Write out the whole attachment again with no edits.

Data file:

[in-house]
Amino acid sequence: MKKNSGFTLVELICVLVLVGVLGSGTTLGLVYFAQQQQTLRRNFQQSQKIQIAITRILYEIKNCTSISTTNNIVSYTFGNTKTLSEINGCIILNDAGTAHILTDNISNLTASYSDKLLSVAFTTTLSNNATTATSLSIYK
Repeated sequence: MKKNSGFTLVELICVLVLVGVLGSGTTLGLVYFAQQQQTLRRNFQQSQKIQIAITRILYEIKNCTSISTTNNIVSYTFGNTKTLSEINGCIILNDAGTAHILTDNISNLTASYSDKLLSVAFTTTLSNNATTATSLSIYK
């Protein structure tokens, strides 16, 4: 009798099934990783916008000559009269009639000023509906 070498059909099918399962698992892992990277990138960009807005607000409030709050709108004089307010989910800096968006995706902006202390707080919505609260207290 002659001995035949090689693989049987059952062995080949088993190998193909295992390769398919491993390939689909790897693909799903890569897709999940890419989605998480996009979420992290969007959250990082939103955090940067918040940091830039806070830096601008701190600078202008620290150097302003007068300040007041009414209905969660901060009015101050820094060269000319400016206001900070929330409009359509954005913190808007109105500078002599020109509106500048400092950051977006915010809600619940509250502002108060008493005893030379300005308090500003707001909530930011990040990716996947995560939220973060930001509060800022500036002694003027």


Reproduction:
[in-house]
Amino acid sequence: MKKNSGFTLVELICVLVLVGVLGSGTTLGLVYFAQQQQTLRRNFQQSQKIQIAITRILYEIKNCTSISTTNNIVSYTFGNTKTLSEINGCIILNDAGTAHILTDNISNLTASYSDKLLSVAFTTTLSNNATTATSLSIYK
Repeated sequence: MKKNSGFTLVELICVLVLVGVLGSGTTLGLVYFAQQQQTLRRNFQQSQKIQIAITRILYEIKNCTSISTTNNIVSYTFGNTKTLSEINGCIILNDAGTAHILTDNISNLTASYSDKLLSVAFTTTLSNNATTATSLSIYK
């Protein structure tokens, strides 16, 4: 009798099934990783916008000559009269009639000023509906 070498059909099918399962698992892992990277990138960009807005607000409030709050709108004089307010989910800096968006995706902006202390707080919505609260207290 002659001995035949090689693989049987059952062995080949088993190998193909295992390769398919491993390939689909790897693909799903890569897709999940890419989605998480996009979420992290969007959250990082939103955090940067918040940091830039806070830096601008701190600078202008620290150097302003007068300040007041009414209905969660901060009015101050820094060269000319400016206001900070929330409009359509954005913190808007109105500078002599020109509106500048400092950051977006915010809600619940509250502002108060008493005893030379300005308090500003707001909530930011990040990716996947995560939220973060930001509060800022500036002694003027």